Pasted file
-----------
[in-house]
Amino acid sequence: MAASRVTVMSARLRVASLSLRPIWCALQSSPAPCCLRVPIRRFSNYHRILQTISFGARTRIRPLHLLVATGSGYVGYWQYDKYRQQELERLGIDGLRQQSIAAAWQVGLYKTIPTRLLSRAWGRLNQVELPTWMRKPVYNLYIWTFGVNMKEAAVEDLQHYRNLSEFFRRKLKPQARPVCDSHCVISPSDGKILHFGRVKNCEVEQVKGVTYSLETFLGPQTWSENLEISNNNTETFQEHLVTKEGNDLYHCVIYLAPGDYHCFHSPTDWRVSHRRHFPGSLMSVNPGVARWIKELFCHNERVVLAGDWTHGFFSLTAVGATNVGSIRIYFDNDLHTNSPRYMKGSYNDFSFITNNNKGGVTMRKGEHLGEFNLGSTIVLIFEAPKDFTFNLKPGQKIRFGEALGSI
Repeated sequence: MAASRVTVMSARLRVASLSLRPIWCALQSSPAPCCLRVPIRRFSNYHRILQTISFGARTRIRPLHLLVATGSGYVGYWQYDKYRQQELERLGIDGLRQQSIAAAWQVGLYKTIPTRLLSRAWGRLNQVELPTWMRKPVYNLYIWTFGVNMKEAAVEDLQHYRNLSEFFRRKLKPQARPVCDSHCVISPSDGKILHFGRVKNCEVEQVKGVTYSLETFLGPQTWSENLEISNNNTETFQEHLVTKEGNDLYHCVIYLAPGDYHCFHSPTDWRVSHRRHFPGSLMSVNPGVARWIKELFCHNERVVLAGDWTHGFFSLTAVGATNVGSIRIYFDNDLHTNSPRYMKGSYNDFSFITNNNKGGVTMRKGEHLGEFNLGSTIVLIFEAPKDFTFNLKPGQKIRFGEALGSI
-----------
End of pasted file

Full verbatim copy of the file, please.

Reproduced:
[in-house]
Amino acid sequence: MAASRVTVMSARLRVASLSLRPIWCALQSSPAPCCLRVPIRRFSNYHRILQTISFGARTRIRPLHLLVATGSGYVGYWQYDKYRQQELERLGIDGLRQQSIAAAWQVGLYKTIPTRLLSRAWGRLNQVELPTWMRKPVYNLYIWTFGVNMKEAAVEDLQHYRNLSEFFRRKLKPQARPVCDSHCVISPSDGKILHFGRVKNCEVEQVKGVTYSLETFLGPQTWSENLEISNNNTETFQEHLVTKEGNDLYHCVIYLAPGDYHCFHSPTDWRVSHRRHFPGSLMSVNPGVARWIKELFCHNERVVLAGDWTHGFFSLTAVGATNVGSIRIYFDNDLHTNSPRYMKGSYNDFSFITNNNKGGVTMRKGEHLGEFNLGSTIVLIFEAPKDFTFNLKPGQKIRFGEALGSI
Repeated sequence: MAASRVTVMSARLRVASLSLRPIWCALQSSPAPCCLRVPIRRFSNYHRILQTISFGARTRIRPLHLLVATGSGYVGYWQYDKYRQQELERLGIDGLRQQSIAAAWQVGLYKTIPTRLLSRAWGRLNQVELPTWMRKPVYNLYIWTFGVNMKEAAVEDLQHYRNLSEFFRRKLKPQARPVCDSHCVISPSDGKILHFGRVKNCEVEQVKGVTYSLETFLGPQTWSENLEISNNNTETFQEHLVTKEGNDLYHCVIYLAPGDYHCFHSPTDWRVSHRRHFPGSLMSVNPGVARWIKELFCHNERVVLAGDWTHGFFSLTAVGATNVGSIRIYFDNDLHTNSPRYMKGSYNDFSFITNNNKGGVTMRKGEHLGEFNLGSTIVLIFEAPKDFTFNLKPGQKIRFGEALGSI